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6 October 2017
Shell and bullet synchronization
In the recent update we implemented changes that will significantly improve shell (bullet) synchronization between a client and the server.
War Thunder is an online game where players who fight in one battle may be situated thousands of kilometers from each other. But the game is designed in such a way that 99.9% of the time you will never notice this - interaction with your vehicle is as smooth as if you are playing a single-player game.
You can have a look at this article for more details about War Thunder net code. Today we want to tell you about specific improvements to this code that influence interactions with your opponents which primarily affect aircraft - both in air only and combined battles.
In the recent update we implemented changes that will significantly improve shell (bullet) synchronization between the client and the server - any direct interaction with your opponents.
Shell (bullet) trajectory calculation begins at the same time on both server and client and uses the same physical model. But from now on it will also be synchronized, using the same time sampling rate. This means that now shell (bullet) trajectory on the client will not only be virtually the same as that on the server but in 99% of cases, match it completely, moreover trajectory calculation on the client will no longer depend on your client’s FPS in our game.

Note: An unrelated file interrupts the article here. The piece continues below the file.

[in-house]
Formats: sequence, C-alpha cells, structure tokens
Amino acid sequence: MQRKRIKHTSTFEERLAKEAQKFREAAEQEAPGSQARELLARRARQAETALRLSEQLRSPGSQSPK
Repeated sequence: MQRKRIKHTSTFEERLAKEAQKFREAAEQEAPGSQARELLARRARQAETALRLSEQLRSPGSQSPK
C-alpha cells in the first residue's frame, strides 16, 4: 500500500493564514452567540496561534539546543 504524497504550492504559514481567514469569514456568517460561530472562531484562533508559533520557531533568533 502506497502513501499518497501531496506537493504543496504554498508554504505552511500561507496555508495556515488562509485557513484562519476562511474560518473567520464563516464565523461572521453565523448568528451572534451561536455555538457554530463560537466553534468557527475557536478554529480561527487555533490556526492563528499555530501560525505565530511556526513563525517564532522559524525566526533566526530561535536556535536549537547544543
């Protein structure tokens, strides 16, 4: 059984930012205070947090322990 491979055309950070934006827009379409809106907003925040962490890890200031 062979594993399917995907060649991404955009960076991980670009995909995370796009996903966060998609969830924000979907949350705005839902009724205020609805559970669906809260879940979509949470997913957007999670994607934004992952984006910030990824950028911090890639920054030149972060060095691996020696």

As a result of these changes, situations where you see a registered hit in your client but it doesn’t appear to count on the server are reduced to the absolute minimum possible in our net sync model. However you should keep in mind that an unstable connection (unstable ping, packet loss) may still cause problems since the server needs to know whether a shot was fired and also, high ping affects the relevance of the image visible to a client to what is actually being represented on the server.
We would also like to point out that there still exists a myth that in a computer game it is impossible to synchronize and calculate all the ordnance that has been fired by a gun or cannon. This is incorrect - in all our war-related projects we have always calculated every single shell which does not depend on either fire rate or calibre (doesn't matter whether we are talking about a 7mm Machine Gun or a 30mm auto-cannon). Sometimes there may be many hundreds of thousands of bullets flying through the air simultaneously.
The War Thunder Team